Ten years ago, the Canadian Partnership for Tomorrow Project (CPTP) recruited its first participant. Today it’s Canada’s largest population health study that is quickly becoming a critical part of Canada’s research ecosystem.
In recognition of this milestone, CPTP leads Philip Awadalla and John McLaughlin alongside Victoria Kirsh, a researcher using CPTP data, share their reflections on what makes CPTP unique, how it enables chronic disease research, and how they hope to improve the health of Canadians.
More than a decade ago, the Canadian Partnership Against Cancer and the Canadian Cancer Research Alliance began discussing the idea of a pan-Canadian population health cohort that would allow researchers to interrogate environmental, occupational, lifestyle and socioeconomic factors with disease trajectories.
Since then, more than 330,000 Canadians from eight provinces have volunteered to participate in the Canadian Partnership for Tomorrow Project — Canada’s largest population-based cohort — and this number is growing. With a decade of progress, the benefits and insights generated by CPTP data are just starting to be realized and the future is rich with possibilities.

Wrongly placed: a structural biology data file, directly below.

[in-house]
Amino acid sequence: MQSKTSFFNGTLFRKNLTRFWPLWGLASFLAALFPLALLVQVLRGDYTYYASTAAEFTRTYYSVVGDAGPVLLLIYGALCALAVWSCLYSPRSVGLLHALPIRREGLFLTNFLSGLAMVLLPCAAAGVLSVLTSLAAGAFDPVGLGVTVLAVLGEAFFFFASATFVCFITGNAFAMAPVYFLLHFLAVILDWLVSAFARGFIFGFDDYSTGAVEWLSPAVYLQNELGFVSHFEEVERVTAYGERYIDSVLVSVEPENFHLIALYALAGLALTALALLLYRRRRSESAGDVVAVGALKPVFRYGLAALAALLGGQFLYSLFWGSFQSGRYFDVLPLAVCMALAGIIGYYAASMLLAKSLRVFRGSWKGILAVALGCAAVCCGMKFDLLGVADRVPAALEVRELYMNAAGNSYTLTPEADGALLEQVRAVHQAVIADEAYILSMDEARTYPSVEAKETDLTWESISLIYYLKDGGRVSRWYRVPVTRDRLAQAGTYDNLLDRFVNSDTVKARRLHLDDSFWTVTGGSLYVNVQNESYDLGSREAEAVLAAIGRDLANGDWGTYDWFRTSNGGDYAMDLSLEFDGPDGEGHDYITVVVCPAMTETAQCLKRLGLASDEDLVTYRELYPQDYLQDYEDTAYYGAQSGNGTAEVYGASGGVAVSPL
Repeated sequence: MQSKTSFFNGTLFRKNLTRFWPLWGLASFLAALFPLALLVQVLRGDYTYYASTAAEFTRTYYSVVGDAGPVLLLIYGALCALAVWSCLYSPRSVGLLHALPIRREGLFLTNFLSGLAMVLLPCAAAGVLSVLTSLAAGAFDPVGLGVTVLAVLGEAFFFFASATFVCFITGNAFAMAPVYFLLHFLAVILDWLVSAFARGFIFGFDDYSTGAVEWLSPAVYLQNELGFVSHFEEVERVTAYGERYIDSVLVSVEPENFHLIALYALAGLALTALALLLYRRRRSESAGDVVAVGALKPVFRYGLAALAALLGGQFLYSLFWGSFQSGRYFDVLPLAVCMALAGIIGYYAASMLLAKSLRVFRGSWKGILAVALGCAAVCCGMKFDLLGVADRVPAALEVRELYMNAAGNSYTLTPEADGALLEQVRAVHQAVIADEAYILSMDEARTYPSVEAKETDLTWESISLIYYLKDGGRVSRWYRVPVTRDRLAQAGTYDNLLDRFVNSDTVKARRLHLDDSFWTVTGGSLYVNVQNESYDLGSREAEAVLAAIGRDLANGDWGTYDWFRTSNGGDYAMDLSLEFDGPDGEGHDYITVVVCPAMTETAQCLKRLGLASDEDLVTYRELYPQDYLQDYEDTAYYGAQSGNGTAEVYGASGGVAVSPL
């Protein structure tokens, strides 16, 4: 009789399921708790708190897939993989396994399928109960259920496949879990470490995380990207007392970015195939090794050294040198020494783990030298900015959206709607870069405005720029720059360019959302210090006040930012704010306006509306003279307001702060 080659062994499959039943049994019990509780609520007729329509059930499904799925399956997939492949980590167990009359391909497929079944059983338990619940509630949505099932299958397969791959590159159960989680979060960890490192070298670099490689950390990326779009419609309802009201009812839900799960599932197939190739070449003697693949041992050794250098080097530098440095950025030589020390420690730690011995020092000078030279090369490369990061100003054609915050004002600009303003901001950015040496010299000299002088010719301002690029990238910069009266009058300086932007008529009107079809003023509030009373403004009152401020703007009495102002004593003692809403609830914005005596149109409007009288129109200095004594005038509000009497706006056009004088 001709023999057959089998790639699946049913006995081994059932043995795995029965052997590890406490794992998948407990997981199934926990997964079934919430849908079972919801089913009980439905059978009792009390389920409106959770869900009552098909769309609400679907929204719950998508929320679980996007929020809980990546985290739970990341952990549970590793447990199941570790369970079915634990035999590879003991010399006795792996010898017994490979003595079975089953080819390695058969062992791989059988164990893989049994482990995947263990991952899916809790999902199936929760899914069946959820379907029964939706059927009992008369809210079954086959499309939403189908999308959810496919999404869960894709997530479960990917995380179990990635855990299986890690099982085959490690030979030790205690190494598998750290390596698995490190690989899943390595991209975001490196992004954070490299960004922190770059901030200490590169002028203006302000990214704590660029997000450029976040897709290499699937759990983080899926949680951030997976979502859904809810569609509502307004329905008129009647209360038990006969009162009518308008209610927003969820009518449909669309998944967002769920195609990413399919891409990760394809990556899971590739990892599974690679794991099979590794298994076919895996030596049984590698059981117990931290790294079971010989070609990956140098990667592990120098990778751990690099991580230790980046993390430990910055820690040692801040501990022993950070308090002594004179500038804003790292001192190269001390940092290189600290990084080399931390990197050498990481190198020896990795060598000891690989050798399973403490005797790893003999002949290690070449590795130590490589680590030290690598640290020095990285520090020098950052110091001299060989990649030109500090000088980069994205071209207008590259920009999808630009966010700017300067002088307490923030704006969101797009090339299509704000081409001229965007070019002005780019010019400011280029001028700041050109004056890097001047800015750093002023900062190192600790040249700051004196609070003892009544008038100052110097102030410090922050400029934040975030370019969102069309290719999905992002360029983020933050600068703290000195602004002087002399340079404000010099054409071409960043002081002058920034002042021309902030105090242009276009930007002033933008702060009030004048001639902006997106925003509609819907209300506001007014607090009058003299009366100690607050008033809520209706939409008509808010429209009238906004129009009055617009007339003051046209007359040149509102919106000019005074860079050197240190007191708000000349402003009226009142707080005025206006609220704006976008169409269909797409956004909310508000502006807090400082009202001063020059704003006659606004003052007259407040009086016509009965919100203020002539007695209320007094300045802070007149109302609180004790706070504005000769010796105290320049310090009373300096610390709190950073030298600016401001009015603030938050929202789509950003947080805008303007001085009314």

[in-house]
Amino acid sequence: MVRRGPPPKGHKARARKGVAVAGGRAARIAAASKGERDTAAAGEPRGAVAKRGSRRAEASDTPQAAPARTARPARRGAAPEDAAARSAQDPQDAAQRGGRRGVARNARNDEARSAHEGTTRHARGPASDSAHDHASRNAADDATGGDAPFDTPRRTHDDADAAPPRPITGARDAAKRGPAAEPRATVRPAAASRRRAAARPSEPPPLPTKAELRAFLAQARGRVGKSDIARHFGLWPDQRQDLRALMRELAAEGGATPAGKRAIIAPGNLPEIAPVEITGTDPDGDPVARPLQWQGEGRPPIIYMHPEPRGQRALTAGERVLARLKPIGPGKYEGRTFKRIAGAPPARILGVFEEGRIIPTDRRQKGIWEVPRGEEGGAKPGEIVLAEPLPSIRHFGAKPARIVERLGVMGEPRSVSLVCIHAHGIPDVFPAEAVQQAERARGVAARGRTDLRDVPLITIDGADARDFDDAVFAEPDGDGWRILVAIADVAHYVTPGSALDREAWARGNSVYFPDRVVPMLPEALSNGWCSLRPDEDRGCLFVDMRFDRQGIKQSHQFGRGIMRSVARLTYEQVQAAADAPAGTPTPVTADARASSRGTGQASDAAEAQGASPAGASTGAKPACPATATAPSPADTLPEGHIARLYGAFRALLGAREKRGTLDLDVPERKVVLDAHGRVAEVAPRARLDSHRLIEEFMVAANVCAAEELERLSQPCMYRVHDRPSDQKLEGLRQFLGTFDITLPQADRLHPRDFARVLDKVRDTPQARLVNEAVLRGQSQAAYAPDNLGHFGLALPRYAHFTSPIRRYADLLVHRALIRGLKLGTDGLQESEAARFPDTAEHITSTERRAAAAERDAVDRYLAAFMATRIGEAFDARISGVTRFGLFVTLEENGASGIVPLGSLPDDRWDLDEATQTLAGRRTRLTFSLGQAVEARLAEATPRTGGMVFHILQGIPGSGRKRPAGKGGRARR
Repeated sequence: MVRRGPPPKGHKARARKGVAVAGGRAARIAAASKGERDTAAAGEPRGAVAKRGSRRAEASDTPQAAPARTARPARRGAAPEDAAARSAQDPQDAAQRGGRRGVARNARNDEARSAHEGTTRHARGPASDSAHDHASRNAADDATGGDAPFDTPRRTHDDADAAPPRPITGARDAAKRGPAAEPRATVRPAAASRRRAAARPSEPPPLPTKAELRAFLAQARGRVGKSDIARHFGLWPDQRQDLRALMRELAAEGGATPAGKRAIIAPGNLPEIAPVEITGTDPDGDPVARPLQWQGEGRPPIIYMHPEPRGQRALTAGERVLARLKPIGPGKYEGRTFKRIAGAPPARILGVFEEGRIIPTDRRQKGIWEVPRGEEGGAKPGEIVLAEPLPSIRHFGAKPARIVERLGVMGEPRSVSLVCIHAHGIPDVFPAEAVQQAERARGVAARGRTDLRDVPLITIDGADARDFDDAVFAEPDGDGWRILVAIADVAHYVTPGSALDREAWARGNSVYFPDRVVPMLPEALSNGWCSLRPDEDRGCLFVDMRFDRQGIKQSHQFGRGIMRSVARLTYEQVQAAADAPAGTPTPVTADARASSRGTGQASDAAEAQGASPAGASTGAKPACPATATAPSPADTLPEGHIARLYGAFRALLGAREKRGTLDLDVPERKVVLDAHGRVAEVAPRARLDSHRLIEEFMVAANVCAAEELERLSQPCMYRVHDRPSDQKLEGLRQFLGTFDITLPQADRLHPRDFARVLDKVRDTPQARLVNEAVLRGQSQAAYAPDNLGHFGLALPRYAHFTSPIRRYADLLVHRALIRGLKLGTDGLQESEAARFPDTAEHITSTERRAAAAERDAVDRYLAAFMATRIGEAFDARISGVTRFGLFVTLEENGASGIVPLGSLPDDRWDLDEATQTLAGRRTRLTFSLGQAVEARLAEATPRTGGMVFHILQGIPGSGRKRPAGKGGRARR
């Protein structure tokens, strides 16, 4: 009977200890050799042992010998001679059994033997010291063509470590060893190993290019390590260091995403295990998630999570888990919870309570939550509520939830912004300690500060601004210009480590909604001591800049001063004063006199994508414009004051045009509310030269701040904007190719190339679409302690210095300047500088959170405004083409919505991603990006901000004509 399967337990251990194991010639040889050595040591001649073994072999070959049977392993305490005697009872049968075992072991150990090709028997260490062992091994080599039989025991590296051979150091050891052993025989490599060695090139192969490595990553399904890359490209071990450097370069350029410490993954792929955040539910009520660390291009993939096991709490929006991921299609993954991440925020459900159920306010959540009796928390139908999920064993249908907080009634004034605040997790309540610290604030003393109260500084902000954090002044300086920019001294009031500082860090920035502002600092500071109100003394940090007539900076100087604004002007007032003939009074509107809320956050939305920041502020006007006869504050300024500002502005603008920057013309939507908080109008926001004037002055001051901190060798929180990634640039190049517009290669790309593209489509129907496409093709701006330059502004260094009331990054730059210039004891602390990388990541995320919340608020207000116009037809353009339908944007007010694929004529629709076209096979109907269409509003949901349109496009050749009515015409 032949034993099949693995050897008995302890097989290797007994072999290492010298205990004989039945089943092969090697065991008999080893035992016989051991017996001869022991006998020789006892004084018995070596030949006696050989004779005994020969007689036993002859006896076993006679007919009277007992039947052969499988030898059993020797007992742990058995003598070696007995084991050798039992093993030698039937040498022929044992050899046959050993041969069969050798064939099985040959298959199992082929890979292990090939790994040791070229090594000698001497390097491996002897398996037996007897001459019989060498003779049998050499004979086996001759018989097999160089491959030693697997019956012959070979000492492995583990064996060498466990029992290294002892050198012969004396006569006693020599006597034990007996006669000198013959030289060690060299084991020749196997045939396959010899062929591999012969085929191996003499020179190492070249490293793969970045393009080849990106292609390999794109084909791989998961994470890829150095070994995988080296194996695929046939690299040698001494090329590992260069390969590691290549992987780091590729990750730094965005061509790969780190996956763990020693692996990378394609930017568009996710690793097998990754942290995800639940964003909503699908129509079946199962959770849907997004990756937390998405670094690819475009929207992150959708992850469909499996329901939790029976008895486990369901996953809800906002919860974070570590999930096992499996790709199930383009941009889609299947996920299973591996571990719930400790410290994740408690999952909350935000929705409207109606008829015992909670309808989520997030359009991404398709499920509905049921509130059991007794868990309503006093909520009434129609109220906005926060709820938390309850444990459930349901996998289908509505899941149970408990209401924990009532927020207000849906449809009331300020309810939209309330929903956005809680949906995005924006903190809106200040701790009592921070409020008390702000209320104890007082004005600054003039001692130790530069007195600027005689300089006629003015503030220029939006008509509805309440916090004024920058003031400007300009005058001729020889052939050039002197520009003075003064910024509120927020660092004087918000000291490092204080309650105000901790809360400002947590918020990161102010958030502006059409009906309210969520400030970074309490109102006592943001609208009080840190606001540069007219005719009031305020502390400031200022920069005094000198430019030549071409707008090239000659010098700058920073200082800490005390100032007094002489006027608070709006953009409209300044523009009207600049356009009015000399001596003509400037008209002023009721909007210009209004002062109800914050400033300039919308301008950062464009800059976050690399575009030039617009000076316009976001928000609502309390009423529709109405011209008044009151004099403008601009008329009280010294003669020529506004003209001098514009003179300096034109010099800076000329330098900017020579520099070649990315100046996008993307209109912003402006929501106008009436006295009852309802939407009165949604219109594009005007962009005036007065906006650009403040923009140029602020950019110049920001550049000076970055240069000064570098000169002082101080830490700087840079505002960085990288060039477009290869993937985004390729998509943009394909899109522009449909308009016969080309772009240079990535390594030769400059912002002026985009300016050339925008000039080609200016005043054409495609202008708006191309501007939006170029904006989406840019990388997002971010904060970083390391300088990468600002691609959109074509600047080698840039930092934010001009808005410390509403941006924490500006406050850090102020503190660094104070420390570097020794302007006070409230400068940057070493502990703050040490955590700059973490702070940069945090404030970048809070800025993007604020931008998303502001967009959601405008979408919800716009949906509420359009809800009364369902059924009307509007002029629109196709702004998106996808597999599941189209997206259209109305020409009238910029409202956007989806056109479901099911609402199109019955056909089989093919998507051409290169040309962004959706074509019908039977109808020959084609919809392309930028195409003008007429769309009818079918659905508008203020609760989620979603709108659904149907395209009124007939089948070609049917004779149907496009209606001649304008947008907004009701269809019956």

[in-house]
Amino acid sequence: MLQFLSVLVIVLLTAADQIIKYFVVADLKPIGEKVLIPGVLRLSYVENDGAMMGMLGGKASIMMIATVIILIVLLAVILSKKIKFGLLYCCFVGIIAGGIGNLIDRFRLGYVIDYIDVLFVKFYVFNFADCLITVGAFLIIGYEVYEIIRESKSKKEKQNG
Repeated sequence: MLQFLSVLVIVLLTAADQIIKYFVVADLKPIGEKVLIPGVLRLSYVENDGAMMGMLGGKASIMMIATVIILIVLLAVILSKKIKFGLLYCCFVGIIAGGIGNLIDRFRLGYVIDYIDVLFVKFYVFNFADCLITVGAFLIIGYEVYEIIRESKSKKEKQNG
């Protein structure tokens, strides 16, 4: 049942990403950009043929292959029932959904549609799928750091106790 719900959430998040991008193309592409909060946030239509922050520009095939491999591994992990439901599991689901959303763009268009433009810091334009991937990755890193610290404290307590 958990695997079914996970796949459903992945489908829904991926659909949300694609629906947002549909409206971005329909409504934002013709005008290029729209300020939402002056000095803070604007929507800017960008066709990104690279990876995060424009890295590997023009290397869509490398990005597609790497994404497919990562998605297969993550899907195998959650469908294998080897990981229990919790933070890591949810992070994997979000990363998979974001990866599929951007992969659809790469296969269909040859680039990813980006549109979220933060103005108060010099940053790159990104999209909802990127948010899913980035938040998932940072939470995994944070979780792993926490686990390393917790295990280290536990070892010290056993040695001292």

As the national scientific home of the CPTP, the University of Toronto’s Dalla Lana School of Public Health assumed leadership for the CPTP at a critical point in its history: its tenth anniversary.
All CPTP leadership, staff and partners would like to thank participants from across Canada for their support over the last 10 years. The time, trust and engagement of participants is key to achieving a shared vision of improving population health through a better understanding of the causes of cancer and other chronic diseases.